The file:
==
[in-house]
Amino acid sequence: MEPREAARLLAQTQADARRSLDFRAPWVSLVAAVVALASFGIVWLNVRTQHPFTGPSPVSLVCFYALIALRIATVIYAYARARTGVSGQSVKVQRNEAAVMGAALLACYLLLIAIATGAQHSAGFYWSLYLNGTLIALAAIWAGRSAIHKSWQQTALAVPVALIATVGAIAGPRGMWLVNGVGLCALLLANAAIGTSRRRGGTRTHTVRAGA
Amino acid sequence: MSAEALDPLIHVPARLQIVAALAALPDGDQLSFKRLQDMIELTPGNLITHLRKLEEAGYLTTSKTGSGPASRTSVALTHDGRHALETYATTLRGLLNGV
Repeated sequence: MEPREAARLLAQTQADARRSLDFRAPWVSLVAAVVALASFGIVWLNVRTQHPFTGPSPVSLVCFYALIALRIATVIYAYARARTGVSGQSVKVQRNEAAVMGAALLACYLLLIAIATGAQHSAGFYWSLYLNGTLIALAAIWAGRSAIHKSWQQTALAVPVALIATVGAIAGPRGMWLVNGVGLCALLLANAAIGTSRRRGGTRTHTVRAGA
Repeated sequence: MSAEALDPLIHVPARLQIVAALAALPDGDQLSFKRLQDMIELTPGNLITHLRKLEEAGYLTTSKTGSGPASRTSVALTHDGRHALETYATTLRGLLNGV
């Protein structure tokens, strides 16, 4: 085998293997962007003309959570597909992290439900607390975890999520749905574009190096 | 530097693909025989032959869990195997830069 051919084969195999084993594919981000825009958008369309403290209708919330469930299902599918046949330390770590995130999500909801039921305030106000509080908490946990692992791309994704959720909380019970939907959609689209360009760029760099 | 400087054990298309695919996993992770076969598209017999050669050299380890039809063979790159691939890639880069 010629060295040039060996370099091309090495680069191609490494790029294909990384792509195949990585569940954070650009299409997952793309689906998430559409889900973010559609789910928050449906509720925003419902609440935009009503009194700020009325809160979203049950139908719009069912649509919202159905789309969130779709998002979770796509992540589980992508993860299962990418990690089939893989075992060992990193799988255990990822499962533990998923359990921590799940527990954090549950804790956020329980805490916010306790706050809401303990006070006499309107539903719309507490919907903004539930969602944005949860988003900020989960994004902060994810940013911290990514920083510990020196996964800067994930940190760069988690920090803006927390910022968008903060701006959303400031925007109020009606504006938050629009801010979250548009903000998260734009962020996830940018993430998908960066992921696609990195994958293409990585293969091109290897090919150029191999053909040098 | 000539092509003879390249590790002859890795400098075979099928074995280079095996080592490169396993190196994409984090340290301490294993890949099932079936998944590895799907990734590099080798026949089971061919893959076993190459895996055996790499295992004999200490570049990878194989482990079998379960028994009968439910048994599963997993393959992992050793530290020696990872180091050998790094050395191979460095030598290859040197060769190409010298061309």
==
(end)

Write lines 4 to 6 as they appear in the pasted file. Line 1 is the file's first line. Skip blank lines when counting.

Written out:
Repeated sequence: MEPREAARLLAQTQADARRSLDFRAPWVSLVAAVVALASFGIVWLNVRTQHPFTGPSPVSLVCFYALIALRIATVIYAYARARTGVSGQSVKVQRNEAAVMGAALLACYLLLIAIATGAQHSAGFYWSLYLNGTLIALAAIWAGRSAIHKSWQQTALAVPVALIATVGAIAGPRGMWLVNGVGLCALLLANAAIGTSRRRGGTRTHTVRAGA
Repeated sequence: MSAEALDPLIHVPARLQIVAALAALPDGDQLSFKRLQDMIELTPGNLITHLRKLEEAGYLTTSKTGSGPASRTSVALTHDGRHALETYATTLRGLLNGV
């Protein structure tokens, strides 16, 4: 085998293997962007003309959570597909992290439900607390975890999520749905574009190096 | 530097693909025989032959869990195997830069 051919084969195999084993594919981000825009958008369309403290209708919330469930299902599918046949330390770590995130999500909801039921305030106000509080908490946990692992791309994704959720909380019970939907959609689209360009760029760099 | 400087054990298309695919996993992770076969598209017999050669050299380890039809063979790159691939890639880069 010629060295040039060996370099091309090495680069191609490494790029294909990384792509195949990585569940954070650009299409997952793309689906998430559409889900973010559609789910928050449906509720925003419902609440935009009503009194700020009325809160979203049950139908719009069912649509919202159905789309969130779709998002979770796509992540589980992508993860299962990418990690089939893989075992060992990193799988255990990822499962533990998923359990921590799940527990954090549950804790956020329980805490916010306790706050809401303990006070006499309107539903719309507490919907903004539930969602944005949860988003900020989960994004902060994810940013911290990514920083510990020196996964800067994930940190760069988690920090803006927390910022968008903060701006959303400031925007109020009606504006938050629009801010979250548009903000998260734009962020996830940018993430998908960066992921696609990195994958293409990585293969091109290897090919150029191999053909040098 | 000539092509003879390249590790002859890795400098075979099928074995280079095996080592490169396993190196994409984090340290301490294993890949099932079936998944590895799907990734590099080798026949089971061919893959076993190459895996055996790499295992004999200490570049990878194989482990079998379960028994009968439910048994599963997993393959992992050793530290020696990872180091050998790094050395191979460095030598290859040197060769190409010298061309």